H-1B Visas for Specialty Occupations
An H-1B visa allows an individual to come to the United States to be employed in a “specialty occupation.”
An H-1B petition is filed by an employer on behalf of an employee. The threshold requirements for an H-1B petition are as follows:
- In order to be granted an H-1B visa, the individual must be employed in a “specialty occupation.” A position will be deemed a “specialty occupation” if at least one of the following criteria are satisfied:
- Entry into the position normally requires “a baccalaureate or higher degree or its equivalent” in a specific specialty;
- The required degree, in a specific specialty, “is common to the industry in parallel positions among similar organizations”;
- The “particular position is so complex or unique that it can be performed only by an individual with a degree” in a specific specialty;
- The employer “normally requires” a degree (or its equivalent) in a specific specialty for the position; or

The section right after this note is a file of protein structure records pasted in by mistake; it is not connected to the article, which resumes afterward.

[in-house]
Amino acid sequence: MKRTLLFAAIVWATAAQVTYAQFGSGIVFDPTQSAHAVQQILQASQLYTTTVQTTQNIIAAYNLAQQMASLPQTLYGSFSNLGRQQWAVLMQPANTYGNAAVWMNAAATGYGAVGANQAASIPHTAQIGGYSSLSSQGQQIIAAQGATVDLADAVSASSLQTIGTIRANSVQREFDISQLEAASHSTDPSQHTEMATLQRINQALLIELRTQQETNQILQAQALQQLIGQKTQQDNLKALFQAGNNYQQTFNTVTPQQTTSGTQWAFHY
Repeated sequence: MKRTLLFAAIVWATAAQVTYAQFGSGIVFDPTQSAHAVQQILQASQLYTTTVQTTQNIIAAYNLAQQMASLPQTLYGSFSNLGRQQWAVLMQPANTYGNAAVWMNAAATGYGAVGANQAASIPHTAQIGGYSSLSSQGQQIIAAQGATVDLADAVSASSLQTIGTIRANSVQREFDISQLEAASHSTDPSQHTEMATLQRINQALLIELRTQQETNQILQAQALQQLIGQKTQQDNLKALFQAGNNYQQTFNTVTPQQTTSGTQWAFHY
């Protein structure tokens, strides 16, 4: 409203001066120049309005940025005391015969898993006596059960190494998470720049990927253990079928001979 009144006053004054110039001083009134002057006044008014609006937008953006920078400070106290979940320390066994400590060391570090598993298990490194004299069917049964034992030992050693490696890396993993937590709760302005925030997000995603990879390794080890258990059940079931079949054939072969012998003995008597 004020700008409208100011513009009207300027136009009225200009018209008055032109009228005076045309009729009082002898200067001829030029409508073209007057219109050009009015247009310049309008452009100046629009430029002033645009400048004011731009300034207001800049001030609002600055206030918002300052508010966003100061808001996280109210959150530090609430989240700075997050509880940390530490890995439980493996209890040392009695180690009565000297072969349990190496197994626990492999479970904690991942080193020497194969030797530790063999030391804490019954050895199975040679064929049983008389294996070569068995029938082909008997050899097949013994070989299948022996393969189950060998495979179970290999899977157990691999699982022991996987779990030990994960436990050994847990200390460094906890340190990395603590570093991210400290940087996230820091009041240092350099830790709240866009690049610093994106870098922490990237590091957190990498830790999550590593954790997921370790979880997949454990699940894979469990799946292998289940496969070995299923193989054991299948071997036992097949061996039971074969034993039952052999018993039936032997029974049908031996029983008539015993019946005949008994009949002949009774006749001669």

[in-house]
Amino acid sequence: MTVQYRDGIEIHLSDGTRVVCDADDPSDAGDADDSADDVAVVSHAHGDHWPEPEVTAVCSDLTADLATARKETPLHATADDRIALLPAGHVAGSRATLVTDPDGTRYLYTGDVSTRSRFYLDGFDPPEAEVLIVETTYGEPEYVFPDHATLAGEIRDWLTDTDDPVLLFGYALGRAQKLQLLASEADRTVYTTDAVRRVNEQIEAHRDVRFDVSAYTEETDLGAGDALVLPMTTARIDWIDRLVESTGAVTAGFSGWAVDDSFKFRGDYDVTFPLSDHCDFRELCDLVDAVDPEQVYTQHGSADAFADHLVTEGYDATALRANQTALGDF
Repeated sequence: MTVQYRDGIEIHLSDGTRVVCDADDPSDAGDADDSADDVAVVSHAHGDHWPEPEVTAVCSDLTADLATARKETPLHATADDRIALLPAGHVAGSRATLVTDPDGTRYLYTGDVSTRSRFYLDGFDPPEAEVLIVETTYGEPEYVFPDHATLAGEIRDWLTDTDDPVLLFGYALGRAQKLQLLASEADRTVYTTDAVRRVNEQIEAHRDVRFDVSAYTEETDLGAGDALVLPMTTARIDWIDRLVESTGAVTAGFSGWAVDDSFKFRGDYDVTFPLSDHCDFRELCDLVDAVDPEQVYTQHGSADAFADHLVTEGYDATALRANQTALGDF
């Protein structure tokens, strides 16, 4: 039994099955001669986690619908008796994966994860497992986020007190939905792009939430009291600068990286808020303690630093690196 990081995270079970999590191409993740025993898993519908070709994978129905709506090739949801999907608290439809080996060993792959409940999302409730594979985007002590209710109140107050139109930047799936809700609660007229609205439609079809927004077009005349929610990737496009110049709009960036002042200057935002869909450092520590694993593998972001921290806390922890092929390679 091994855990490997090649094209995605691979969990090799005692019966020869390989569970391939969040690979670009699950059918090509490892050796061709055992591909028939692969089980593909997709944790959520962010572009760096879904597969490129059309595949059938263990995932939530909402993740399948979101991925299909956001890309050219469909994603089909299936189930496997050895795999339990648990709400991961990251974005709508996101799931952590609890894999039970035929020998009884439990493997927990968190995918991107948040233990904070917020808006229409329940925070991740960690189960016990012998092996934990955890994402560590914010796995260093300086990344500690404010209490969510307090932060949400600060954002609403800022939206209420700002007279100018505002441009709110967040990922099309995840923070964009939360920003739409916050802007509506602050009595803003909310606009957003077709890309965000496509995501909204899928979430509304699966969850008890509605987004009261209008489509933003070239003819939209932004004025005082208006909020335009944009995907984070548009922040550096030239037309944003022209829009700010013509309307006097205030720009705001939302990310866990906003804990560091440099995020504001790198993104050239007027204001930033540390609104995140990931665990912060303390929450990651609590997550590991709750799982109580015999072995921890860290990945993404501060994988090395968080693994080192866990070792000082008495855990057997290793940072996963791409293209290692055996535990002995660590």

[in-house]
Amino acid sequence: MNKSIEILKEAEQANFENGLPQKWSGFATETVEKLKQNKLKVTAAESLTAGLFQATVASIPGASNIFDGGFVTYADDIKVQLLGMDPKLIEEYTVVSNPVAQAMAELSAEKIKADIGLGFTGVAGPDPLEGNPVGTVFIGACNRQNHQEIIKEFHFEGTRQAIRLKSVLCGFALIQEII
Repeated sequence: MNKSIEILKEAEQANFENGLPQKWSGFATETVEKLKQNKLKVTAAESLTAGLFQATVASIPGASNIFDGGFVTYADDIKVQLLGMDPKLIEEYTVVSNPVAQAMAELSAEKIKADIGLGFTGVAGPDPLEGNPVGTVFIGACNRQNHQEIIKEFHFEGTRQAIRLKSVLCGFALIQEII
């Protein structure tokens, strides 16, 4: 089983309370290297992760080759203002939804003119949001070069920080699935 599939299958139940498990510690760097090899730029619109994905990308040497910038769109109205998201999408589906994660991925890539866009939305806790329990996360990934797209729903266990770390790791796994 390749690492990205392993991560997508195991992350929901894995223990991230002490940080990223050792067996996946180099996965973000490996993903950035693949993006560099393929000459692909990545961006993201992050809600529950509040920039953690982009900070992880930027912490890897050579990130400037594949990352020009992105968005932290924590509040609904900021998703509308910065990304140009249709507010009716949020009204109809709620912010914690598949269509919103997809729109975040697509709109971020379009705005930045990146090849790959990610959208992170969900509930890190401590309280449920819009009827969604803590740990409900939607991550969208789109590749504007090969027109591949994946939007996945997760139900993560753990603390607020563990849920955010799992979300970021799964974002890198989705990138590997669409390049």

- The duties of the position are “so specialized and complex” that only a degree in a specific specialty could provide the necessary knowledge.
- Generally, the H-1B employee is required to have a U.S. bachelor’s degree (or its equivalent, or a higher degree) in the specific specialty required for the position. Alternatively, the employee may have a specific license that qualifies him or her to perform the position, or a combination of education/training/experience (subject to the “three-for-one rule”).
H-1B visas are subject to a numerical limit (known as the “cap”) of 65,000 visas per year. Some master’s degree employees are cap-exempt.
Initial H-1B visa holders are admitted for up to three years. They are then permitted to seek extensions of status, but may only accrue 6 years of H-1B status.